10 Books About Easter

10 easter books for kidsWe love chocolate, we love jelly beans but we love books even more. Every Easter we put at least one book in the Easter basket.  Sometimes they are Easter themed like these sometimes they are about cars and trucks, animals or princesses. The important part is that we are slipping books in as treats wherever we can. Here are some great books about Easter to read before and after the bunny hops over to your house. Also pop over to Scholastic Parents and check out my latest post about creating a book hunt . Just like Easter egg hunt only you find books and read them as you go along.

The Golden Egg

The Golden Egg Book by Margaret Wise Brown is one of those books I have clear memories of from childhood. Thing is I don’t really remember the story so much as the cover. In this case it’s ok to judge a book by it’s cover because although the ending has always seemed tacked on to me I enjoyed this simple and cute book about a bunny and the egg that he finds. My son liked it too, although he was much more into the illustrations of butterflies in the first and last few pages.

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The Best Easter Prize by Kristina Evans is a sweet ( maybe too sweet) book about doing the right thing. It’s Easter morning and after church is a big Easter egg hunt and whoever finds the most wins the prize. At first our heroine can’t find any but then she hits the jackpot only to find a crying friend who has an empty basket. Of course she offers her some of her eggs ( sweet) but then they cross the finish line holding hands ( too sweet). My dislike of sickly sweet picture books aside the story as a whole is cute, my kids enjoyed it and the lesson is valuable.

What Is Easter? by Michelle Medlock Adams was a bit disappointing for us. I love her What is Christmas book and vaguely remember liking this the first time I read it ( and gave it a good but not detailed review) so I grabbed this for my daughter’s Easter basket before re reading it. Ooops. Live and learn sometimes authors you love make books you won’t. This book takes a Christian viewpoint vs the many secular Easter books focusing on egg hunts and the Easter bunny. The book explains the facts about Easter and how it’s the celebration of Jesus’s death and resurrection . It starts out noting all the secular aspects of the holiday and how they are fun but are not the real reason you celebrate. Where it lost my son and I was when it said that Jesus was crucified on a tree. You don’t have to be Christian for that to make you say WHAT? My son interrupted my reading and said ” You are tricking, No he died on a cross!” ( glad he listens in church!) So discussed I it on twitter and while the poetry of it is apparent as a mom and former Sunday School teacher let’s give the kids the basics and then branch out into discussions about interpretations etc… later. If you have this book I’d love to hear your take. * Interestingly as I said I reviewed this book years ago and gave it a positive review and didn’t mention the tree, nor do I remember it being an issue. My only explanation is I read it as poetic language and as an adult it didn’t phase me, and as a toddler my son didn’t stop me reading it like he did today at 4.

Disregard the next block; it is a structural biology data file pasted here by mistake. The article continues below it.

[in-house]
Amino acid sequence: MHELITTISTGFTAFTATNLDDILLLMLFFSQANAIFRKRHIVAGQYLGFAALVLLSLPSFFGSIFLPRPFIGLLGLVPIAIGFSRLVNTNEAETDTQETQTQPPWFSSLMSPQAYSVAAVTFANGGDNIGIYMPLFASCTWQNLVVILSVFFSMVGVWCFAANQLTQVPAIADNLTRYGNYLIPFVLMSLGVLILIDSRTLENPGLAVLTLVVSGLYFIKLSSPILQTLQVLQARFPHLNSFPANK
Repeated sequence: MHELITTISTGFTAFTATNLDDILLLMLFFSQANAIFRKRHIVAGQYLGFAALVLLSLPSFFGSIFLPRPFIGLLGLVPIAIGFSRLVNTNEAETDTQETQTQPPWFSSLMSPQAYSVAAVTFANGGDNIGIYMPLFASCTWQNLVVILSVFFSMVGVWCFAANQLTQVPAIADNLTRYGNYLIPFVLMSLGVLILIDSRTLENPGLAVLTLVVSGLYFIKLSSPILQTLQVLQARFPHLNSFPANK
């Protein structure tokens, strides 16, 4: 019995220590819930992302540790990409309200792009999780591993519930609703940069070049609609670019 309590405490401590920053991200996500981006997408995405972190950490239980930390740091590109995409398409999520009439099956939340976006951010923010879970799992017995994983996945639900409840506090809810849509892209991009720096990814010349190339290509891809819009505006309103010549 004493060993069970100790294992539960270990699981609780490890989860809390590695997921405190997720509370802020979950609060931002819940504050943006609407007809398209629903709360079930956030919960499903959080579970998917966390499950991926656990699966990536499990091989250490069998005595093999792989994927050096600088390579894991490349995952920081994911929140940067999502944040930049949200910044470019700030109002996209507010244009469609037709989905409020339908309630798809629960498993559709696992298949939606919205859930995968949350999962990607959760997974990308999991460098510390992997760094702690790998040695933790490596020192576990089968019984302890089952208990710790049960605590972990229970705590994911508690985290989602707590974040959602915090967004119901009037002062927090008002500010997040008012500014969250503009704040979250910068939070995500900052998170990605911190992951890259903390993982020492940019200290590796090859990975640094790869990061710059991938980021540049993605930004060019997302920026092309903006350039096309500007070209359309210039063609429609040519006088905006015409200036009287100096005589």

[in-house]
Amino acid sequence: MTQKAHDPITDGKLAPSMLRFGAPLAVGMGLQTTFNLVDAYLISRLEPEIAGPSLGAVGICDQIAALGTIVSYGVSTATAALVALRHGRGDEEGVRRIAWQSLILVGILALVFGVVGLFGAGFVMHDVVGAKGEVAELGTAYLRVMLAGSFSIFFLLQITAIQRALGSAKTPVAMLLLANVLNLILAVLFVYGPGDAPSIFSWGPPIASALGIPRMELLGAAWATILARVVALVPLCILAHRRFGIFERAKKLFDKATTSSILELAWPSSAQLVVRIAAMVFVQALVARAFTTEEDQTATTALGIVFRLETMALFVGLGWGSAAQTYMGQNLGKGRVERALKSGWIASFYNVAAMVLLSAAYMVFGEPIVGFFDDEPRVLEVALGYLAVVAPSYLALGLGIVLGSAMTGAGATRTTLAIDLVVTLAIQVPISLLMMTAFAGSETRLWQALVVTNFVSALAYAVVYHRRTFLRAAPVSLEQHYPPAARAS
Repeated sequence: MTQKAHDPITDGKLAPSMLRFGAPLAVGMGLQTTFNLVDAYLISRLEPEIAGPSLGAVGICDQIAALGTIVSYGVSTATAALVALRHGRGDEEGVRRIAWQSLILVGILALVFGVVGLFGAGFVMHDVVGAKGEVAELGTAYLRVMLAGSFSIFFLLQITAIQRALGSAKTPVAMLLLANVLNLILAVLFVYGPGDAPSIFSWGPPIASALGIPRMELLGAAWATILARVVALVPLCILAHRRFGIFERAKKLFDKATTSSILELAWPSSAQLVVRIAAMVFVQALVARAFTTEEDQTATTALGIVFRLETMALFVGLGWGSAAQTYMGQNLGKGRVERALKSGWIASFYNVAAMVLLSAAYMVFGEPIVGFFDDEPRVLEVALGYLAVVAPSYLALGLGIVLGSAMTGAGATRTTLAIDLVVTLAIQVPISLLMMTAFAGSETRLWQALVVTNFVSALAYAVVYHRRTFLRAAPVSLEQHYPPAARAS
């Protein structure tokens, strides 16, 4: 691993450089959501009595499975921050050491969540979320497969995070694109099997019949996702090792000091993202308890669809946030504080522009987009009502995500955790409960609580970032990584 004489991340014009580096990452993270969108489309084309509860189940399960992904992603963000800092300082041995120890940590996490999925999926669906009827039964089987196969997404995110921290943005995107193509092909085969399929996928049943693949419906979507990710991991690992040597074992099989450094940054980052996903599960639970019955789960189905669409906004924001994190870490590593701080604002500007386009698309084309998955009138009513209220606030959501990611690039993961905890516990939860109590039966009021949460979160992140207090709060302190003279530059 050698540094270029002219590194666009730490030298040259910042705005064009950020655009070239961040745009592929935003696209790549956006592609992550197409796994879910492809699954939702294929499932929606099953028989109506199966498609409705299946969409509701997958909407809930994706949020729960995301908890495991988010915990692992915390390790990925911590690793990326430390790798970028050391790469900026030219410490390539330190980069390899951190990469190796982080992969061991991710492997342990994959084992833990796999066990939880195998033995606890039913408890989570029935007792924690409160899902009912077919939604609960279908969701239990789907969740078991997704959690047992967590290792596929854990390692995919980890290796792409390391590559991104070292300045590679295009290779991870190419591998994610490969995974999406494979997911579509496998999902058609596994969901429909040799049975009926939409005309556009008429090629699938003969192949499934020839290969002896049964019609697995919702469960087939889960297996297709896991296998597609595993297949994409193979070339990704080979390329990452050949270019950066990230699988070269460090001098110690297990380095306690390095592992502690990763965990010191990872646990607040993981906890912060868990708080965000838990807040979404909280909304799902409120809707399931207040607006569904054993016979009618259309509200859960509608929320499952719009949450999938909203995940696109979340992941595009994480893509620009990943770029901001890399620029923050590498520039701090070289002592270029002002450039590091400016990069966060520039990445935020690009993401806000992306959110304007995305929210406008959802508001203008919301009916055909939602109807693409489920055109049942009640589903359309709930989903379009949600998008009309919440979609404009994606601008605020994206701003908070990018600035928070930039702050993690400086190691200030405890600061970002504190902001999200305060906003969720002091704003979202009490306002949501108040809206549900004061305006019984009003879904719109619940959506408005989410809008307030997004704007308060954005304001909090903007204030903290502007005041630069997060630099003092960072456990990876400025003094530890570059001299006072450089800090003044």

Ollie’s Easter Eggs (a Gossie & Friends book) by Olivier Durea is a cute book about friends working hard to dye their Easter eggs, well all but one Ollie who is playing and looking incredibly adorable in bunny ears while the others work hard. However Ollie may have missed out on dyeing the eggs but he makes up for it by masterminding a true egg hunt! My 4 year old son loved this book and how sneaky Ollie was as he snatched the hidden dyed eggs and re hid them! Cute addition to this popular series.

Where Are Baby’s Easter Eggs? by Karen Katz is a great way of having an Easter egg hunt while reading a story. If you aren’t familiar with the ” Where are Baby’s …” series of life the flap books, they are simple books where the reader searches for an item finding other things first before finally finding the title object, in this case Easter eggs. My daughter loves these books and plays with them even when we aren’t reading them together. I love the bright illustrations and the simple holiday theme.

The Biggest Easter Basket Ever
by Steven Kroll is another story about cooperation and how two helpful hands are better than one, and a whole bunch of hands is way better! Clayton and Desmond both want to win the town’s biggest Easter basket competition but after making their own baskets they sneak a peek at the competition and realize they don’t stand out. Luckily as the story progresses they figure out working together is key. My son loved this book but some younger friends ( young 4 year olds) lost interest in the middle. I love this author and I love how working together is presented in a practical way instead of simply because it’s the right thing because I think the former is easier for young kids to grasp.

Peter Rabbit’s Happy Easter